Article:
Wednesday, October 16, 2013
"Everything is going to be OK," the Navy doctor says to Capt. Richard Phillips (Tom Hanks). These are virtually the same words the leader of the armed and dangerous Somalian boy-pirates tells Phillips before they kidnap him from the Maersk Alabama, a cargo ship delivering food supplies and humanitarian aid to Kenya.
In Paul Greengrass' "Captain Phillips," based on Richard Phillips' autobiographical book, "A Captain's Duty: Somali Pirates, Navy SEALS, and Dangerous Days at Sea," if a hijacker says you'll be OK, your life will be turned inside out. Greengrass' signature shaky cam replicates the churning seas. It's a visceral experience and not for those with motion sickness.
The movie opens on the normality of Phillips' life before April 8, 2009. He and his wife, Andrea (Catherine Keener), and their two kids live in Vermont. He supports his family with a high-risk job ferrying goods from the Middle East to Africa.
Phillips pulls his gear together, including a family photo to sustain him for the long voyage ahead. Anticipate ominousness.
The action flips from Phillip's preparation to crowds in a Somalian village. Abduwali Abdukhadir Muse (Barkhad Abdi), aka "Skinny," picks a crew from volunteers wanting to make millions from stealing loot from ships. These scenes resonate, in part because the actors chatter in Somali, and we read English subtitles. Poverty is palpable on each face. Muse's skin pulls tightly over his skull, and his eyes are wild. He has something to prove. He's smart, motivated and dangerous. And Muse is only 16 years old.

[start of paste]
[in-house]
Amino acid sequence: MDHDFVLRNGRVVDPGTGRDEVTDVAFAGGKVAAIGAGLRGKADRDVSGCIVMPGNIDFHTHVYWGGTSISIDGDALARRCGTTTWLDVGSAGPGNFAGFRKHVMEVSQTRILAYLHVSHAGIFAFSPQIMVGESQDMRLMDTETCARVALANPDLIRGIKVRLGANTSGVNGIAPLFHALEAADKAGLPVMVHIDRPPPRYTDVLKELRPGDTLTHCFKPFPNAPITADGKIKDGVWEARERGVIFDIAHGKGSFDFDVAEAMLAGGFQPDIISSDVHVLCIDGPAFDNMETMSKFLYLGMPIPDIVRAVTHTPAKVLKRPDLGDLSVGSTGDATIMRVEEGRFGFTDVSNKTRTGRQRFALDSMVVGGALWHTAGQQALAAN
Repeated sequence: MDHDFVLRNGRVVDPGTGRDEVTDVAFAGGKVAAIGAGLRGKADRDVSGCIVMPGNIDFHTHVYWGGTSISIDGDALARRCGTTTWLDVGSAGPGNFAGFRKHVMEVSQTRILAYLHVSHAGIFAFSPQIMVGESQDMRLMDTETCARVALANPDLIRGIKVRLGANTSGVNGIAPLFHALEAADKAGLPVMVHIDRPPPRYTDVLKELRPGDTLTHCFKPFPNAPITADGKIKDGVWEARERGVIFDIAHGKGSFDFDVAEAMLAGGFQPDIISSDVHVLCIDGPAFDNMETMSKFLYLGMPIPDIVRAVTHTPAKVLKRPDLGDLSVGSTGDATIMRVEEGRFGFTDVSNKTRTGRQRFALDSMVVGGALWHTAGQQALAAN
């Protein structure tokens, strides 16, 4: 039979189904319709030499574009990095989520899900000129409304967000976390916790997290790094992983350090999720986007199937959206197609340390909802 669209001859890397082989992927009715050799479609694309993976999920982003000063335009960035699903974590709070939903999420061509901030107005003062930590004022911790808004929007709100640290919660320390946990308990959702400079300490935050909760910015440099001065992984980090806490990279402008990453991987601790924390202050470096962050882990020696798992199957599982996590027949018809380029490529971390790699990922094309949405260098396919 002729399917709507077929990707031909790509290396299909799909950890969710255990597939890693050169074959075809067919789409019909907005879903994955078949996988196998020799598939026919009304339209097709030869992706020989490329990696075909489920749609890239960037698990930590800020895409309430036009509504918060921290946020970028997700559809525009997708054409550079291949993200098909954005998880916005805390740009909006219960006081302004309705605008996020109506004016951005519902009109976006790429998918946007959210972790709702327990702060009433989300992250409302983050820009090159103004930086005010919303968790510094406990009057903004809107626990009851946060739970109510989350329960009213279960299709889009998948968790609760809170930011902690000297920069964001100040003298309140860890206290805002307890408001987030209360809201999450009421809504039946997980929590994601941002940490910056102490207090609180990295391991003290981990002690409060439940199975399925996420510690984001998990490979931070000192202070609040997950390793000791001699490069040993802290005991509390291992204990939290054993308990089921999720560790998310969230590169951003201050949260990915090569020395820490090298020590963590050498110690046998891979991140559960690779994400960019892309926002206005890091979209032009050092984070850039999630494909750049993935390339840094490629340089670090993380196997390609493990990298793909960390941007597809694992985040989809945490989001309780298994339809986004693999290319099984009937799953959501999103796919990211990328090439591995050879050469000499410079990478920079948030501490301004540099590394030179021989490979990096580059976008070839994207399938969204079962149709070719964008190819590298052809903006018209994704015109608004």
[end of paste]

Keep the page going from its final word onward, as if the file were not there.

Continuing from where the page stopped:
As Muse and his pirate crew, armed with AK-47s, head toward the open seas, Phillips and his crew practice emergency drills on the 508-foot long ship. Somalian piracy is a known danger; however, the Maersk Alabama lacks guns. Their best defense is water hoses to drown interlopers.
Phillips is tense. The pulsating blips on the radar indicate an imminent threat approaching the virtually defenseless ship.
Greengrass, one of my least favorite directors because he seems unable to control the camera, shoots in spasmodic, short takes, with cuts from one anguished face to another. Is this filmmaking instinct and craft? The direction makes sense given the film's subject matter, but Greengrass employs this style in every film he's made, including "The Bourne Supremacy" and "United 93." We never see the big picture, because everything is shot in mini-bursts, much like the shots from an assault rifle. But, in "Captain Phillips," Billy Ray's script, the acting and the perfect replications of the ship and lifeboat smooth out some of Greengrass' frantic excesses.
After a false start, Muse and his thugs clamber up the side of Maersk Alabama. They scuffle with crew members, and then abandon the ship in a lifeboat with $30,000 in cash and Phillips as their hostage. Muse believes Phillips is worth millions.
SEAL Team Six runs the rescue operation, and the military precision is staggering and patriotic-fervor-inducing. I felt hawkish when SEAL Team Six demonstrated that we are better equipped and trained than any pirate on the seven seas. We will smite down enemy combatants with the mechanized destructiveness of modern warfare. Hooyah!
Tom Hanks' magnificent performance provides the film's heart. Phillips is in a classic Victorian test of leadership. He uses logic to outsmart his captors and words to soften each blow. Phillips is a realistic hero, not perfect, but willing to place himself in danger to save his crew. He has Hemingway-esque values and courage. These elements outweigh the pulp components of the film.
Contrary to what some have said, this movie does not pander to prejudices. It validates the flag on the ship.